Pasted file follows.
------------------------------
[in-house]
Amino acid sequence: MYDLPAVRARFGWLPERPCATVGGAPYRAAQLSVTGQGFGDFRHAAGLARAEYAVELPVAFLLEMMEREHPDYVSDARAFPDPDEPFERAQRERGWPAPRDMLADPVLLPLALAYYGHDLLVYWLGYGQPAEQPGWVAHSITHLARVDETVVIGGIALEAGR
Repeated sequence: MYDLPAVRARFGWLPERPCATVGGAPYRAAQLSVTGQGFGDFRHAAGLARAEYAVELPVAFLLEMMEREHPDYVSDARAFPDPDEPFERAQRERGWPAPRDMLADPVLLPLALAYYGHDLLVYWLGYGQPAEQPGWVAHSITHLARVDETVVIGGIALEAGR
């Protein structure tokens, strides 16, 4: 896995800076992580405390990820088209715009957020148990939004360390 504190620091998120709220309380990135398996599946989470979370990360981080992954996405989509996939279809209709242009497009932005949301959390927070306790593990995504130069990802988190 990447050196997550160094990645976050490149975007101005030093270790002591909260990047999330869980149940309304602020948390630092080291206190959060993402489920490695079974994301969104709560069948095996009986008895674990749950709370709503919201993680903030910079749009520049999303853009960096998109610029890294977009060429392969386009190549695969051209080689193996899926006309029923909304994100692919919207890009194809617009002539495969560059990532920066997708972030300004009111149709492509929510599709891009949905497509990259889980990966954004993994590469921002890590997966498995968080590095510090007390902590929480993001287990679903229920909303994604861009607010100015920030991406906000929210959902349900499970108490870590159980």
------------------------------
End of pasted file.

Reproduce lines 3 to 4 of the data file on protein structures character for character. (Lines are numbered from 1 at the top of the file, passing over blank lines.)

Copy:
Repeated sequence: MYDLPAVRARFGWLPERPCATVGGAPYRAAQLSVTGQGFGDFRHAAGLARAEYAVELPVAFLLEMMEREHPDYVSDARAFPDPDEPFERAQRERGWPAPRDMLADPVLLPLALAYYGHDLLVYWLGYGQPAEQPGWVAHSITHLARVDETVVIGGIALEAGR
């Protein structure tokens, strides 16, 4: 896995800076992580405390990820088209715009957020148990939004360390 504190620091998120709220309380990135398996599946989470979370990360981080992954996405989509996939279809209709242009497009932005949301959390927070306790593990995504130069990802988190 990447050196997550160094990645976050490149975007101005030093270790002591909260990047999330869980149940309304602020948390630092080291206190959060993402489920490695079974994301969104709560069948095996009986008895674990749950709370709503919201993680903030910079749009520049999303853009960096998109610029890294977009060429392969386009190549695969051209080689193996899926006309029923909304994100692919919207890009194809617009002539495969560059990532920066997708972030300004009111149709492509929510599709891009949905497509990259889980990966954004993994590469921002890590997966498995968080590095510090007390902590929480993001287990679903229920909303994604861009607010100015920030991406906000929210959902349900499970108490870590159980």